You can sit on a bench with them, if you are careful to blend in. If you lie down, the jig is up. The security guard will come and ‘ask’ you to leave. At midnight, after the last departure, the guard closes The Terminal. You have to go outside. One night a drunk refused to move. They dragged him by his hands out on the platform. The EMT’s came. They offered him a cigarette if he would get up and walk away. No deal. They strapped him in and rolled him off.

Read the rest of this entry »

Invisible Faces, Invisible Places

December 31st, 2008

This colleague of mine is well prepared – fiberglass reinforced polypropylene tarp, heavy wool blanket, synthetic fill quilt. Organized. He makes camp after the homeful have left for the night and is up before the homeful come in the morning. I was a little later on New Year’s Day. I saw him breaking camp. We must be invisible to the homeful.

The homeful let a lot of us sleep late on New Year’s Day. That’s a luxury. Usually, if your sleep get’s screwed up – by the weather, some ruckus among colleagues, or the ire of the homeful – there’s no way to get caught up until the next night, if then. There are those among the homeful who will feed us, but no one will let us sleep during daylight – except on a holiday.

Sleeping upright on the main landing of the Harvard Square T station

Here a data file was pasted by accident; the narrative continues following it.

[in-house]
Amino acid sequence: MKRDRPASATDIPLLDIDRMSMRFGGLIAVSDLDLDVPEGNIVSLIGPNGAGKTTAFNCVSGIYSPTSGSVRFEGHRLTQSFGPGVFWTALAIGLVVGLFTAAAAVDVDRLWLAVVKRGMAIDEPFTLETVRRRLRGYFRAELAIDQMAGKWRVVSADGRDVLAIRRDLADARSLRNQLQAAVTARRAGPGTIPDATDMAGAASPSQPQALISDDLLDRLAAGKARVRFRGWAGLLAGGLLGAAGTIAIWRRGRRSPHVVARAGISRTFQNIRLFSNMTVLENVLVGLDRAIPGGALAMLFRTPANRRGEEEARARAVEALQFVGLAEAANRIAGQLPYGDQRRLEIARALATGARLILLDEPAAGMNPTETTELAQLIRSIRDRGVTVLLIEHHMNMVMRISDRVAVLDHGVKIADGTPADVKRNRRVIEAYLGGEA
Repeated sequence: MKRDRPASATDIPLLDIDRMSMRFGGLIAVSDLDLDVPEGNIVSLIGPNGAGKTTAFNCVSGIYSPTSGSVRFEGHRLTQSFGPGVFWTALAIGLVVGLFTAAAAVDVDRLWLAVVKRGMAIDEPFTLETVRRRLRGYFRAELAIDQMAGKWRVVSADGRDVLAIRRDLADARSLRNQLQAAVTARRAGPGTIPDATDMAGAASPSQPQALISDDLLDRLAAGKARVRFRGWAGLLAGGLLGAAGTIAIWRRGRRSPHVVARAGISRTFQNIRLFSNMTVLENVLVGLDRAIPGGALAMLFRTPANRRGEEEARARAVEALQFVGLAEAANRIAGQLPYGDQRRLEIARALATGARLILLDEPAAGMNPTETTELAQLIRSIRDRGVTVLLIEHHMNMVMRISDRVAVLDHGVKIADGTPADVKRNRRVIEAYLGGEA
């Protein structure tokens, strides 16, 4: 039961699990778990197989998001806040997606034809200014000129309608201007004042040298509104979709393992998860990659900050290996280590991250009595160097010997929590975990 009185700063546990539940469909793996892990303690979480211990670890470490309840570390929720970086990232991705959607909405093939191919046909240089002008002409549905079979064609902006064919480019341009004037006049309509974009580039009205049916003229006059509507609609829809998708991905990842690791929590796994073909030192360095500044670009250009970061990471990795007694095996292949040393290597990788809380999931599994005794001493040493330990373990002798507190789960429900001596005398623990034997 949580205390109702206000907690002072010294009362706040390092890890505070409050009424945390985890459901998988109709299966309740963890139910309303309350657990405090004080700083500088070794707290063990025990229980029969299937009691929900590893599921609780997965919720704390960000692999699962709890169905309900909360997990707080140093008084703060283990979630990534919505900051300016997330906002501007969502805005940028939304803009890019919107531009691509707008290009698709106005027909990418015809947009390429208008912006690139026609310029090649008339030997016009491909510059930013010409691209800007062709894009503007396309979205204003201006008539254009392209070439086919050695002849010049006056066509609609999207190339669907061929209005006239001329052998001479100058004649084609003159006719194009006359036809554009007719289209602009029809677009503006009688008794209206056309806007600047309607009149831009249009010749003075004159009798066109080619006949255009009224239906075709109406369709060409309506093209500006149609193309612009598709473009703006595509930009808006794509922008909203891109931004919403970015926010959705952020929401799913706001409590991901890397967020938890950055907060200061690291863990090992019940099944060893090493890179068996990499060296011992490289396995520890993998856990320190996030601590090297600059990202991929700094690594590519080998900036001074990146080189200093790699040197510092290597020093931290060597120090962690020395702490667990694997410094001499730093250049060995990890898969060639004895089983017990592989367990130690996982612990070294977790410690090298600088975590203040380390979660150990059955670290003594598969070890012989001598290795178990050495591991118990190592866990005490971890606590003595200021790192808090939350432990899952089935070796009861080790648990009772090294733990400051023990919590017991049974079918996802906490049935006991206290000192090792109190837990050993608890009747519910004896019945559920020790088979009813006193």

Madonna and Child

December 22nd, 2008

She looks to be late 60’s, but is only 53. The street can do that. She has a round face and white hair. He’s young – perhaps twenty. They’re always together. One night they came into the terminal and stopped by the other end of the bench I was on. She meticulously laid down newspapers then sat down. The young man rolled their upright carryall up to her left arm. She got out a roll of toilet paper and placed it behind her neck. He sat down to her right and curled up to her with his head on her shoulder. Family.

They kept me awake one night. They were arguing – loud, passionate. They were circling each other on the platform. Spiraling in to make a point – retreating when overmatched. I overheard only one thing other the throbbing of the diesels1. The woman said, “who told you to stay outside.” Your guess is probably as good as mine. Staying out as it gets colder requires increasing amounts of insulation. At 20 degrees you need almost 3 inches. More as it gets colder. They don’t have enough gear. There are blankets – good ones for outside, dacron, stays warm when wet and dries quickly – waiting for them. If the young man won’t go in, he has to take the gear.

“Don’t need no ticket. Just get on board.”a

1“All you need is faith to the hear the diesel humming.” a

a‘People Get Ready’ Curtis Mayfield 1965.

Play it. Play it again Sam!

August 27th, 2008

Cambridge feeds the homeless through a loosely woven network of volunteer organizations. Community dinners are done by the churches. Tuesday night is at the Unitarian across from Harvard. Last night got off to an untidy start with a loud profane argument at the next table which continued when the self appointed ‘peace-keeper’ continued to swear and fuss after the original offender was removed. But after that brief interlude, the customary calm prevailed. Then an unusual blessing. A mother and son team took over the grand piano.  Ann guided her son through a number of classics. When they got to boogie-woogie I asked for more. The son’s name is Sam.